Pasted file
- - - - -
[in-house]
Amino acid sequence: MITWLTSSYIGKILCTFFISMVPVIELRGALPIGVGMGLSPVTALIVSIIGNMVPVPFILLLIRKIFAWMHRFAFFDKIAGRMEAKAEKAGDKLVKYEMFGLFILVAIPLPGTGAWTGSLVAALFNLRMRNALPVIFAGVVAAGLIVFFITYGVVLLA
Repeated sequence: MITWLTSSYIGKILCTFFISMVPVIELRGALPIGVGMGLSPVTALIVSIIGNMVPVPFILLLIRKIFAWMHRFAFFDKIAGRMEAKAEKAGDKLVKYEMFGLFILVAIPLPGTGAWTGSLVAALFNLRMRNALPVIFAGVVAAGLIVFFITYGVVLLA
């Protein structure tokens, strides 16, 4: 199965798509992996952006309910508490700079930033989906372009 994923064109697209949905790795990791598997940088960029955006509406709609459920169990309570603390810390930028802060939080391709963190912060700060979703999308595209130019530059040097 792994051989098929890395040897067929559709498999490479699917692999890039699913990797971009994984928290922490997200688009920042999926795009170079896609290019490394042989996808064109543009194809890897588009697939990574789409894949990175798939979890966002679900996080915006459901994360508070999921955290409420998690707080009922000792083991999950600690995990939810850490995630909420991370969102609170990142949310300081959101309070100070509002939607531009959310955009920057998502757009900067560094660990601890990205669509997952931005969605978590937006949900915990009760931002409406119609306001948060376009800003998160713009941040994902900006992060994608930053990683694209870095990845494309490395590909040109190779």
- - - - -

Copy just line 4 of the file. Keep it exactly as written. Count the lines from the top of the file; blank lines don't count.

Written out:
């Protein structure tokens, strides 16, 4: 199965798509992996952006309910508490700079930033989906372009 994923064109697209949905790795990791598997940088960029955006509406709609459920169990309570603390810390930028802060939080391709963190912060700060979703999308595209130019530059040097 792994051989098929890395040897067929559709498999490479699917692999890039699913990797971009994984928290922490997200688009920042999926795009170079896609290019490394042989996808064109543009194809890897588009697939990574789409894949990175798939979890966002679900996080915006459901994360508070999921955290409420998690707080009922000792083991999950600690995990939810850490995630909420991370969102609170990142949310300081959101309070100070509002939607531009959310955009920057998502757009900067560094660990601890990205669509997952931005969605978590937006949900915990009760931002409406119609306001948060376009800003998160713009941040994902900006992060994608930053990683694209870095990845494309490395590909040109190779």